ABA Legal Rebels, Acing the Exam: Kellye Testy Made Sure the Pandemic Wouldn’t Disrupt Law School Admissions Process:
In February 2020, many people didn’t realize—or perhaps acknowledge—the world was entering a global pandemic. But Kellye Testy, president and CEO of the Law School Admission Council, did, and she was thinking the organization’s traditional in-person LSAT might not work out.
By March of that year, the organization announced that month’s LSAT was canceled. The April LSAT was canceled, too, but during the same month, news was released about an online LSAT scheduled for May. According to Testy, the announcement about the online test, known as the LSAT-Flex, was released before the product was made.
“It was the proverbial building the airplane while you’re flying it,” says Testy, who has been LSAC president and CEO since 2017. The first online test was on May 18, 2020, and its scores were released June 5, 2020.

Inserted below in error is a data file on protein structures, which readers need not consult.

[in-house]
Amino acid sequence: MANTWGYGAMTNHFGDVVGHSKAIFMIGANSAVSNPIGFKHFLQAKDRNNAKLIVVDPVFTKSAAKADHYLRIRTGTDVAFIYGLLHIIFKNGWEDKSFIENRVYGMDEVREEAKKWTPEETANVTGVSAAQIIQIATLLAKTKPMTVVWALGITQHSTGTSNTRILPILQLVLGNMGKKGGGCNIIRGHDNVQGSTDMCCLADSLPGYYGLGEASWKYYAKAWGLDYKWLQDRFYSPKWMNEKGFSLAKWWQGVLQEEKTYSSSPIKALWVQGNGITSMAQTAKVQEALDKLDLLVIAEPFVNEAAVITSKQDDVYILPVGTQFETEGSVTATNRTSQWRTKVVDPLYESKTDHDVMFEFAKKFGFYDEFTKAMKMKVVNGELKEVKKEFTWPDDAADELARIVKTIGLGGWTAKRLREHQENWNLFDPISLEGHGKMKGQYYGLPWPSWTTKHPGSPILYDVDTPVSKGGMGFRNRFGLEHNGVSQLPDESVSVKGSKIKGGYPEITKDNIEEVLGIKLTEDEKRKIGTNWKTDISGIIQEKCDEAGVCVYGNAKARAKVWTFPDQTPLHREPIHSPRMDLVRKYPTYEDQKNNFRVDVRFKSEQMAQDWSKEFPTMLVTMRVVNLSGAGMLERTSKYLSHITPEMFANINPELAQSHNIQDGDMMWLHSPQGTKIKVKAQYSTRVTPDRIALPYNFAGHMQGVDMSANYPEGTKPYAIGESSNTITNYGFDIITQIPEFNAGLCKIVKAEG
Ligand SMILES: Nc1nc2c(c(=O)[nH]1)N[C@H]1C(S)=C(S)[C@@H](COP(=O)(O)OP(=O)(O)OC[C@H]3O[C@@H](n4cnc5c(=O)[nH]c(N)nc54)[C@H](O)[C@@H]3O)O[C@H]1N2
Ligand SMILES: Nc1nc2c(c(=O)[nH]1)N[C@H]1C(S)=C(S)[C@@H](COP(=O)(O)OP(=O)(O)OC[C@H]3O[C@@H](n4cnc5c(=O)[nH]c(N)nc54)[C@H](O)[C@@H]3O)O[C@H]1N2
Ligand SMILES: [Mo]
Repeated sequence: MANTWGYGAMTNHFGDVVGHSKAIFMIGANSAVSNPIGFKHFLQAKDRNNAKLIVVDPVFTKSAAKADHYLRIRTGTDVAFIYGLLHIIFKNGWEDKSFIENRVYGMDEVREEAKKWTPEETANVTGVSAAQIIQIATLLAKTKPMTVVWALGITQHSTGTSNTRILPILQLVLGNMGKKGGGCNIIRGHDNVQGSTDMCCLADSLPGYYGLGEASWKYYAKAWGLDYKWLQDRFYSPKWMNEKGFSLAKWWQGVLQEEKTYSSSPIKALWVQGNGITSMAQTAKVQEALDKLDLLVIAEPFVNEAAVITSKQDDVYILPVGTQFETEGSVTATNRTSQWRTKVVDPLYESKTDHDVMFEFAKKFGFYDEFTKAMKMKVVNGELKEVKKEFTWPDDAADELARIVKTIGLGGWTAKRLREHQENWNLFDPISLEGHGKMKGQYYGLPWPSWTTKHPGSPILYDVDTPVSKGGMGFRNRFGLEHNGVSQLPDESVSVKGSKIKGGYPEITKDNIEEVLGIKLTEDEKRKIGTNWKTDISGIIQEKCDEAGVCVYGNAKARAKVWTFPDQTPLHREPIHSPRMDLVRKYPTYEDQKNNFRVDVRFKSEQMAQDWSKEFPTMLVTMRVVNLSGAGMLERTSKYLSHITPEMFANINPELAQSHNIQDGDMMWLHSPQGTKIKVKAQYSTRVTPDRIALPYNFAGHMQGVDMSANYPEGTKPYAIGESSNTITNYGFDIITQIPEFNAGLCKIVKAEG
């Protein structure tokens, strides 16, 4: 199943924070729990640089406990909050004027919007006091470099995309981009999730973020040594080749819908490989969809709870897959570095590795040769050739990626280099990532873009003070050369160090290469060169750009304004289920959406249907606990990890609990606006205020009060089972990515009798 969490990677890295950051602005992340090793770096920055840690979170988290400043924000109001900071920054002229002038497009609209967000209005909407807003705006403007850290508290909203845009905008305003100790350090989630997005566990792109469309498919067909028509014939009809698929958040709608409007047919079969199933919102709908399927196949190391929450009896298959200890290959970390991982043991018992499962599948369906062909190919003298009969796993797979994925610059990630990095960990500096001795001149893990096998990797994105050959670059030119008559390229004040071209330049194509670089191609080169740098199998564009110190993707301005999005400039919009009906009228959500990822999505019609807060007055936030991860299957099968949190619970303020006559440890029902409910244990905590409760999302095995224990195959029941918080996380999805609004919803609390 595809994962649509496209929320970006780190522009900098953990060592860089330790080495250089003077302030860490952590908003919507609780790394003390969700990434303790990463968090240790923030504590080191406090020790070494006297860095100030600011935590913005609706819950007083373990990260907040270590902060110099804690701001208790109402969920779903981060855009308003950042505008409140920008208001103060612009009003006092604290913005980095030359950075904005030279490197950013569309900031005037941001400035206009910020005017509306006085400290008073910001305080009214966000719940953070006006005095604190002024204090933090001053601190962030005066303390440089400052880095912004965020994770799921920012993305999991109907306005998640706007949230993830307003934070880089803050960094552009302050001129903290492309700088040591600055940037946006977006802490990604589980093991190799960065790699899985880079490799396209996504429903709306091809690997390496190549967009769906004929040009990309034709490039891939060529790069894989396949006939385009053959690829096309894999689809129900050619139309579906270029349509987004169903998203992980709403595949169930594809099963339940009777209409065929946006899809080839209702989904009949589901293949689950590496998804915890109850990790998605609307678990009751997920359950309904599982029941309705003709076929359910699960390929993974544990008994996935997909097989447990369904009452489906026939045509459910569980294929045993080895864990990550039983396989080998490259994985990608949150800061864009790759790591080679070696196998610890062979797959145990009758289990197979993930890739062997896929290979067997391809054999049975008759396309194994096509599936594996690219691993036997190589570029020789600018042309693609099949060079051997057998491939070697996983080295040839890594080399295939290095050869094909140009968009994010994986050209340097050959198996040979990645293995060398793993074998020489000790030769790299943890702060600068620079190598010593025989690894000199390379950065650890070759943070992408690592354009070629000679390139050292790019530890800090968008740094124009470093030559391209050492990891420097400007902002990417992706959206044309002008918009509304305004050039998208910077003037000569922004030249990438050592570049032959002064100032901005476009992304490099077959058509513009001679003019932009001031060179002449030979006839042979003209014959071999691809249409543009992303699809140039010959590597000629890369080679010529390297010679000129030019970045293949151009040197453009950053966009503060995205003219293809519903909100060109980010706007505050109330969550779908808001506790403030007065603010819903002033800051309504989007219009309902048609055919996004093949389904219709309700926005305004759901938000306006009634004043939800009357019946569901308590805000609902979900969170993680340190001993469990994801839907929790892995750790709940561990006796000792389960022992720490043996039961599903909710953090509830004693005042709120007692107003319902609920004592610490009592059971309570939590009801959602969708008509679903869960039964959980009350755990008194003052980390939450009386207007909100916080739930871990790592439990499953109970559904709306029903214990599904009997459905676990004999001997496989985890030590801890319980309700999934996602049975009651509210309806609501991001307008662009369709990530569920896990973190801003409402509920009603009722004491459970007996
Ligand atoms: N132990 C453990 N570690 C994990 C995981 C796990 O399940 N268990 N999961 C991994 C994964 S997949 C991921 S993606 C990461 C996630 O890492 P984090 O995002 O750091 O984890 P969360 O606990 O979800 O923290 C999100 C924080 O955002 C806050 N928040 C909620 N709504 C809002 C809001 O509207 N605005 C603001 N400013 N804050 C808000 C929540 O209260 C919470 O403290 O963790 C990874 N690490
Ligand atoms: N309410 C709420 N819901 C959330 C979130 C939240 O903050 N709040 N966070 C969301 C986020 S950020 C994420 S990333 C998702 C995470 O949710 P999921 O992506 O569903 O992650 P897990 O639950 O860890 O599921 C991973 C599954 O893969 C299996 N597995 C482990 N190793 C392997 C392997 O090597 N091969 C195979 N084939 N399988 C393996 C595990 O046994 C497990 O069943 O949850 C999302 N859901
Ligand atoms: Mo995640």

That was a game changer for law schools, according to deans who feared applicant pools would shrink during the pandemic. Instead, there was a 12.6% increase in law school applicants for the 2020-2021 admissions cycle, compared with the previous year. Scores went up, too. For the highest score range, which is between 160 and 180, there was a 33.7% increase.
“If we didn’t have the students, we would be in trouble. And if we had to change our admissions process, our method of analysis, in the middle of a pandemic, the admissions season would have been very hard and very risky,” says Garry Jenkins, the dean of the University of Minnesota Law School, who also serves on the LSAC’s board of trustees.